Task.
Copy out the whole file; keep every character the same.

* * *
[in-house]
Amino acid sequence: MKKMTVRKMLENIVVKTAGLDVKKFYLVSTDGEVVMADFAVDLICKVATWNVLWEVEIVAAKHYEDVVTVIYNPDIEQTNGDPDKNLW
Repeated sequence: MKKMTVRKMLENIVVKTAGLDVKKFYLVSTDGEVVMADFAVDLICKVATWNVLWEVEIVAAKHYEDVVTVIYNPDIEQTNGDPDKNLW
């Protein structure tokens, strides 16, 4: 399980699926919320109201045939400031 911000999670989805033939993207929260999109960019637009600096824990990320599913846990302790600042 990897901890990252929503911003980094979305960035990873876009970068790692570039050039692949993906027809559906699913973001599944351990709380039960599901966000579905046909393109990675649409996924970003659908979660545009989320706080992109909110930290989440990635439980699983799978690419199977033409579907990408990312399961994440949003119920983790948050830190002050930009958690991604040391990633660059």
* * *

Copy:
[in-house]
Amino acid sequence: MKKMTVRKMLENIVVKTAGLDVKKFYLVSTDGEVVMADFAVDLICKVATWNVLWEVEIVAAKHYEDVVTVIYNPDIEQTNGDPDKNLW
Repeated sequence: MKKMTVRKMLENIVVKTAGLDVKKFYLVSTDGEVVMADFAVDLICKVATWNVLWEVEIVAAKHYEDVVTVIYNPDIEQTNGDPDKNLW
């Protein structure tokens, strides 16, 4: 399980699926919320109201045939400031 911000999670989805033939993207929260999109960019637009600096824990990320599913846990302790600042 990897901890990252929503911003980094979305960035990873876009970068790692570039050039692949993906027809559906699913973001599944351990709380039960599901966000579905046909393109990675649409996924970003659908979660545009989320706080992109909110930290989440990635439980699983799978690419199977033409579907990408990312399961994440949003119920983790948050830190002050930009958690991604040391990633660059």